In Asia, cash payment is the primary means of health care financing ; due to the uncertainty of medical expenses reduces the welfare of residents, families can borrow money to pay for unexpected medical expenses, but the uncertainty of medical expenses may result in long-term debt [14]. OOP spending is an inefficient method in financing health [15]. It could have a negative impact, including in fairness and making people poor. Several studies show that, for developing countries, a high share of OOP has serious consequences in health financing. Financial barriers have become the largest obstacle for the poor accessing to health care [16]. OPP accounted for a higher proportion of Total Health Expenditure is an important factor to cause unfairness. The amount of GHE investment has been increasing each year, but due to the low original level, the overall increase is limited.

From the indicators related to THE, the share of THE in GDP and GHE in GPE in 2012 were 4.30 % and 5.11 % respectively (see Table 5). The former is lower than the national level (5.36 %), while the latter is also lower than the national level (5.36 %). The ratio of total health expenditure to GDP is an important indicator of the international and domestic evaluation of the total health expenditure, reflecting whether the total health expenditure and GDP can achieve coordinated development.

Research and application of System Dynamics of THE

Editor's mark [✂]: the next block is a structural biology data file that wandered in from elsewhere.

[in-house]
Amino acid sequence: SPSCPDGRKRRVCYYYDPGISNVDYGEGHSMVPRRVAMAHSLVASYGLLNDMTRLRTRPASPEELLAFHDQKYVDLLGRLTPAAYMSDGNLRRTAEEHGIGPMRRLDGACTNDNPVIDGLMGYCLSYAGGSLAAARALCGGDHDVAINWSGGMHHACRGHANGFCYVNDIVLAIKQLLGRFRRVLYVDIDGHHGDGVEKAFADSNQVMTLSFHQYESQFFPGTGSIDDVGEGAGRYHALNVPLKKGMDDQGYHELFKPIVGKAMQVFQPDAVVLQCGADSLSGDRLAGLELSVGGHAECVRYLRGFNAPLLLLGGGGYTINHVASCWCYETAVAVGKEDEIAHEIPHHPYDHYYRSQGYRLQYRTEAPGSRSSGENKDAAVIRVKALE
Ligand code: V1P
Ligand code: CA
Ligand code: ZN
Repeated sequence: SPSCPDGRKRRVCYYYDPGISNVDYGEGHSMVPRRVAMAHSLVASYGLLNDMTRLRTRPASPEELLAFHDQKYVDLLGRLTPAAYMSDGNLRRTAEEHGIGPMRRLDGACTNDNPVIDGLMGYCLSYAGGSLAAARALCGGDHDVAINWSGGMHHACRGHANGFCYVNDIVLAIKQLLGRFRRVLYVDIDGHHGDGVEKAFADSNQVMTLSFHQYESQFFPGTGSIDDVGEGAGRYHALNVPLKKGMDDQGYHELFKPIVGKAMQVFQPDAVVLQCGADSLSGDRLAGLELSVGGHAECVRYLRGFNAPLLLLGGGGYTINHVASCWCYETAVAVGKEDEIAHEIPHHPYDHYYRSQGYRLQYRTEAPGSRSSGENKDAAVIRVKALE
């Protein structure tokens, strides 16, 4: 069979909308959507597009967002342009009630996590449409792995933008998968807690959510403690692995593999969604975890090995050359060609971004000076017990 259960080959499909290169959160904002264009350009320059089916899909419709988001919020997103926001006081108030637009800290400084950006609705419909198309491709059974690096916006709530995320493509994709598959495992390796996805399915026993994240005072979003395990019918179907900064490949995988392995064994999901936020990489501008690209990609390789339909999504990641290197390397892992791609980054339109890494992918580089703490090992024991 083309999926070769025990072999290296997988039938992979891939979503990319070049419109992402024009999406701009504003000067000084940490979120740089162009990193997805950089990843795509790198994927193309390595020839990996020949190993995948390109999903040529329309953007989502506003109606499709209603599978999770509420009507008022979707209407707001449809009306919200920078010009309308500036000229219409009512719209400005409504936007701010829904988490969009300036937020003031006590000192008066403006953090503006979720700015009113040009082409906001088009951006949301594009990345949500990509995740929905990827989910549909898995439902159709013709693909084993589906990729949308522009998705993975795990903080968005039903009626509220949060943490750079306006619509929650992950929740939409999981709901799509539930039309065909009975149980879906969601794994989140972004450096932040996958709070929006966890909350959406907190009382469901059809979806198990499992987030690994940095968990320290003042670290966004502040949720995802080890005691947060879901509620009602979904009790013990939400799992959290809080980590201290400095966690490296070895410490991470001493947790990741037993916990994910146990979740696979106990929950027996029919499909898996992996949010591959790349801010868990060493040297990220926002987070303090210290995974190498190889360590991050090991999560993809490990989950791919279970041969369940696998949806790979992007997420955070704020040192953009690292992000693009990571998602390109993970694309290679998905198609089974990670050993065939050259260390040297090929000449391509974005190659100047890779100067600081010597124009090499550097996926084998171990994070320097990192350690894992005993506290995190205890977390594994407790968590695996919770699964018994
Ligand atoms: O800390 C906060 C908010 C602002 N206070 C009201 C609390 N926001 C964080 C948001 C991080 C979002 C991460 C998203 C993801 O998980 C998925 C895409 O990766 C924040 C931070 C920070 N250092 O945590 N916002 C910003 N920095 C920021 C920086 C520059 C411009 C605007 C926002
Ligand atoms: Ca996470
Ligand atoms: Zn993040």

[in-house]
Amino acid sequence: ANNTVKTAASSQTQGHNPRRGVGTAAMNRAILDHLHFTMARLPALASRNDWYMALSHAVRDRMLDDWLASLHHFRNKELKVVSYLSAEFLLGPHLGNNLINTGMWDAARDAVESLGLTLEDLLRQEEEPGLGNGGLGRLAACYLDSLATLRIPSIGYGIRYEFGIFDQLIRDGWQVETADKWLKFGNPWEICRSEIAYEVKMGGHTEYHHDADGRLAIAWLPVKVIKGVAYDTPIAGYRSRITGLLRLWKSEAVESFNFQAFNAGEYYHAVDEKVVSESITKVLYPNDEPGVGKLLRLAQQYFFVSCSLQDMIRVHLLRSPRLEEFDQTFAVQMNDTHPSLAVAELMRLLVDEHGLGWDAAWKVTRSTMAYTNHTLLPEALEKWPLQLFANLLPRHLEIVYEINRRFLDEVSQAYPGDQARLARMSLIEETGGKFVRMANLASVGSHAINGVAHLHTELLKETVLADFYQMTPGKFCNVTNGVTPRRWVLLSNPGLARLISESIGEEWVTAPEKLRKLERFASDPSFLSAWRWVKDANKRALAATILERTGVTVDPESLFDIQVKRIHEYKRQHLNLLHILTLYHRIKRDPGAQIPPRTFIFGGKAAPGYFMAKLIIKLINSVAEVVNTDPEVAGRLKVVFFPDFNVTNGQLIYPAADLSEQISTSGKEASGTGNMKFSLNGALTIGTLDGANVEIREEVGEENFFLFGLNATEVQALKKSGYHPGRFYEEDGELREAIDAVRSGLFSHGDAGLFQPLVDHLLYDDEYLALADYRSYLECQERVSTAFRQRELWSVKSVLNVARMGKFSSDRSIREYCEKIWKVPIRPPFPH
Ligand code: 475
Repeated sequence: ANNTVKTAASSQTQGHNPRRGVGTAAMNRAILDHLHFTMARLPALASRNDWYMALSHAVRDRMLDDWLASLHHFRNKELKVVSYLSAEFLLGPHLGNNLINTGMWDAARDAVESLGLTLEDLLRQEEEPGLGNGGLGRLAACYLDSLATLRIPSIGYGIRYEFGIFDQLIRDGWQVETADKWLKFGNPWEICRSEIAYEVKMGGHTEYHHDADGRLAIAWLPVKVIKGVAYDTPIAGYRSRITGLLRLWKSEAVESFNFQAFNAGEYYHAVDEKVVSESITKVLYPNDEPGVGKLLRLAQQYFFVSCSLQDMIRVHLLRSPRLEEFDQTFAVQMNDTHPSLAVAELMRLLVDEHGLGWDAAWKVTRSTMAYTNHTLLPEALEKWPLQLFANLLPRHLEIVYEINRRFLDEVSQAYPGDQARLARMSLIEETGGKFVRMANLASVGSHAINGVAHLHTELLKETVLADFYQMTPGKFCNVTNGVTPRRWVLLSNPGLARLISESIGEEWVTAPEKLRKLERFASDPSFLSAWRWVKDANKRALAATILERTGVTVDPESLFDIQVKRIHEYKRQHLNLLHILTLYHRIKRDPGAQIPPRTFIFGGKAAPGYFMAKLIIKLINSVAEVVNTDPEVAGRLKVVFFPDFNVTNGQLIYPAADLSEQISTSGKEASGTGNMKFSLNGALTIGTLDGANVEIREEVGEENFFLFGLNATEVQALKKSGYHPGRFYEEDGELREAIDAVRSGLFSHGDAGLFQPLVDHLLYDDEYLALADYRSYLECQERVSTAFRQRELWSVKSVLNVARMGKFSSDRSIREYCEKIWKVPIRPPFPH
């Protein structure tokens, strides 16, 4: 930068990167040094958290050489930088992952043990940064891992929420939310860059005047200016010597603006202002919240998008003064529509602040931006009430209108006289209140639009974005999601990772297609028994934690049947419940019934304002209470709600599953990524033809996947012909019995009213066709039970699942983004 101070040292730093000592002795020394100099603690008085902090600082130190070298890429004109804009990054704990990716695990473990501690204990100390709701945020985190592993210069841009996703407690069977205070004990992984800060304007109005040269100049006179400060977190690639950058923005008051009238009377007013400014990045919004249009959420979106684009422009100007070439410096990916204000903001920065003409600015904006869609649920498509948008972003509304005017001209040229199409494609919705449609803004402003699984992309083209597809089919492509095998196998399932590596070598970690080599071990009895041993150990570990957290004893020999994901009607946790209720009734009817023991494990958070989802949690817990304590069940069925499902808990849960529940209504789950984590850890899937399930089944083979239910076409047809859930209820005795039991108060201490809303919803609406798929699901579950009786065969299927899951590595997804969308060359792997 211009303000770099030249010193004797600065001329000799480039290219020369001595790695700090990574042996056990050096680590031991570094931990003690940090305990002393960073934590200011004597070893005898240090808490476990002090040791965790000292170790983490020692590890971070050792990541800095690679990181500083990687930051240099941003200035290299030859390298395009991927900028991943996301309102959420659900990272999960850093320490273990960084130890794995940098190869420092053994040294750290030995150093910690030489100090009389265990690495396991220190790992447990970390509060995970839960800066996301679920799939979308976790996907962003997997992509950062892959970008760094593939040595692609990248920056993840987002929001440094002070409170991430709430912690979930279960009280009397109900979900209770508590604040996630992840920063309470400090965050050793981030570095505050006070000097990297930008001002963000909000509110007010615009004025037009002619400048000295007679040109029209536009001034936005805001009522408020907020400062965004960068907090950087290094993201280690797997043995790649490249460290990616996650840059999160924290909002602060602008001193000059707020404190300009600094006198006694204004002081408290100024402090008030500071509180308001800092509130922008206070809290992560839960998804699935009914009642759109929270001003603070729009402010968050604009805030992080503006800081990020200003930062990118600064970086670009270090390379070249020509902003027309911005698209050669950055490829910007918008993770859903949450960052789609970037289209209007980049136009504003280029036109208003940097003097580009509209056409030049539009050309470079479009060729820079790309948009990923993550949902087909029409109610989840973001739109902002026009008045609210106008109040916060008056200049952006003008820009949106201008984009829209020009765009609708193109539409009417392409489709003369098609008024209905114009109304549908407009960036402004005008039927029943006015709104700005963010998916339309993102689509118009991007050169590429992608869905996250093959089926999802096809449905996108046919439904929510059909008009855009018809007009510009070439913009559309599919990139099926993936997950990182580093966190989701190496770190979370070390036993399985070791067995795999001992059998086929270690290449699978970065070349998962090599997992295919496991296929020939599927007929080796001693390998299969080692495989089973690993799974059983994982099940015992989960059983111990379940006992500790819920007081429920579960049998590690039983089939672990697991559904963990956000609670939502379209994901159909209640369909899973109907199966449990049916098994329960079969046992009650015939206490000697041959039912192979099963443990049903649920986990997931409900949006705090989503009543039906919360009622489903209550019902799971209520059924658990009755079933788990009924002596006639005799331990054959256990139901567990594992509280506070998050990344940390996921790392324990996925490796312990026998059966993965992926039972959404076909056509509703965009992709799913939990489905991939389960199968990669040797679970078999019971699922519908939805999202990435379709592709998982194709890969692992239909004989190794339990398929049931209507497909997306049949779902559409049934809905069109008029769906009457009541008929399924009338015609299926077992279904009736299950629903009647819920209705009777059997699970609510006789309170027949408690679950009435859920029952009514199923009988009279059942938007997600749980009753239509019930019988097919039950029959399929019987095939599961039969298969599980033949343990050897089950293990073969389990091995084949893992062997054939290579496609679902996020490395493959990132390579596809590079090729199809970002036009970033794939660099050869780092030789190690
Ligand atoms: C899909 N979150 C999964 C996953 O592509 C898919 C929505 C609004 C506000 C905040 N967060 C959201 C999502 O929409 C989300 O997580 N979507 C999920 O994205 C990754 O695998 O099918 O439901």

The health system is a combination of function and structure. It is operating in the social economy, population and environment factors. The factors are related to each other. Therefore, the use of conventional methods in the trend of total health expenditure projections is a big difficulty [17]. System Dynamics is a commonly used method for simulating dynamically changing processes that involve computer systems. It builds up logical restriction relations between the principal factors within the system, showing and evaluating the running features and validity of elements in the system. By using System Dynamics in THE to compare various sources analyze the linkages with other economic indicators, and by analyzing the interaction of systems, our results emphasized the “spot to area” description of the internal process. Thus it can be an effective method for studying the economic structure of health. Therefore, using system dynamics theory and model research can provide new methods and tools to calculate the total health expenditure.